Looking back: Buggies to automobiles | SteamboatToday.com
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Looking back: Buggies to automobiles

Burton recalls early days

Only a numbered few of the men that homesteaded Northwest Colorado during the six-shooter brandishing days remain to link the present day with the 1870s, ’80s, and ’90s from the days of the buggies to automobiles.

Alva Burton, probably one of the area’s oldest residents, remains as a symbol of the days as they were lived before the turn of the century. At one time, Mr. Burton was a homesteader, gunfighter, and saloon owner in Columbine during the late 1890’s, when Columbine was a bustling town of 500. Now a retired resident of Steamboat Springs, Mr. Burton spends his time in his favorite easy chair petting his cat Yellow Boy and visiting his friends.

Saloon management in Columbine after the turn of the century was dangerous and tedious. Burton said patrons drank, gambled all night, and wore six-guns. Shooting matches, using a wall or door, occurred at 4 a.m. and the prize for the best shooting were drinks on the house, with or without the bartender’s consent.



Women weren’t allowed in his saloon, but horses were. Alva said cowboys and miners, often as not, rode their horses into the saloon. Gunfights happened, but no one was ever killed in his saloon, thanks to Alva and his bartender. One time the two knocked a man’s gun out of his hand, as he was about to shoot a cowboy. Tempers cooled and cowboy ran away, Alva said.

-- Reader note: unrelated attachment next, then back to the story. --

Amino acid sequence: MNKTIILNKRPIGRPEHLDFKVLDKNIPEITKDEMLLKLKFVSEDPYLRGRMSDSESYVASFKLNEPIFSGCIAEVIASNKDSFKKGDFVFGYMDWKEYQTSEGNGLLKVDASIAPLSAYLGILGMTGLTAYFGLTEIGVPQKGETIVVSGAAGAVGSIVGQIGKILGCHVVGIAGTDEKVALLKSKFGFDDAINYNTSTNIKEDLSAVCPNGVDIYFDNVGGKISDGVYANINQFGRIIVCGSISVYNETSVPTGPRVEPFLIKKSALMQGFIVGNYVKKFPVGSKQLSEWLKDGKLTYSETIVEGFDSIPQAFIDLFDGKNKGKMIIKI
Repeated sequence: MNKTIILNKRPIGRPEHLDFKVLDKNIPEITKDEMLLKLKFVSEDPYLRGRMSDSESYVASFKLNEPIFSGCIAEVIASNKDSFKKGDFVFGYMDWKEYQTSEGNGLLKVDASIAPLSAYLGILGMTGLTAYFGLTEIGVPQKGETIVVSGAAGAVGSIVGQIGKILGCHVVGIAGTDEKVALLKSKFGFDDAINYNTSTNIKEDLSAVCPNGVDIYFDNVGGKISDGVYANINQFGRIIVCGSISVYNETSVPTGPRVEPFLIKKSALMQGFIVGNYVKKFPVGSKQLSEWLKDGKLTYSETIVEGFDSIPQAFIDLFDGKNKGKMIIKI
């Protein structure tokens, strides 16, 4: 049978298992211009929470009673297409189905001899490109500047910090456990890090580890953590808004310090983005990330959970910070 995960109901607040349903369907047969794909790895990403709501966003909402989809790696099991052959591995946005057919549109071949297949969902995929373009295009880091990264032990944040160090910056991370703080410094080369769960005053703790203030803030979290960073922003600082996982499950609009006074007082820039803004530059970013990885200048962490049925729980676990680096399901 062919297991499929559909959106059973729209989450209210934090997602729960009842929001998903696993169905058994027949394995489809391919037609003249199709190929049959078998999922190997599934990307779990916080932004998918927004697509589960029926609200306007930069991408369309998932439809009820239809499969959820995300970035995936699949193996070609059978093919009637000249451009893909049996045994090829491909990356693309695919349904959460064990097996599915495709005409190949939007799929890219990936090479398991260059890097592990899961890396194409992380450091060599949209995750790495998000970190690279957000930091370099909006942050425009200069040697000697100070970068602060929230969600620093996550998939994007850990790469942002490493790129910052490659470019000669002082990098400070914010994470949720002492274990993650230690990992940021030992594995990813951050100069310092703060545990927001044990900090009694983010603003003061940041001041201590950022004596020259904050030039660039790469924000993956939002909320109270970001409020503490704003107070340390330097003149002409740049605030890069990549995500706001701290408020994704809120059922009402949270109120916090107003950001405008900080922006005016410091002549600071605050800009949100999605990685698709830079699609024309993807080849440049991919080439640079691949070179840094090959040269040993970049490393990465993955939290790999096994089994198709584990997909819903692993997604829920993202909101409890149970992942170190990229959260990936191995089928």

After owning the saloon for two years, Burton sold it and accepted a position as a road maintainer. During this time, Alva was sent to arrest a man because he had changed the course of the road so that it passed his house. When Burton approached the man to make his arrest, the man drew his pistol in an effort to kill Burton. Mr. Burton “beat him to the draw” but missed the man and killed an innocent bystander instead, a dog. Burton said that the man ran and so he ran, too. Then he solicited some help to make the final arrest.



Another move by Mr. Burton and his wife took them to Fort Morgan, where he purchased and managed, for a short time, a poolroom. After selling it, he joined the Fort Morgan police force and became deputy sheriff. He stayed with his job for almost decades before he moved to Steamboat Springs for retirement.


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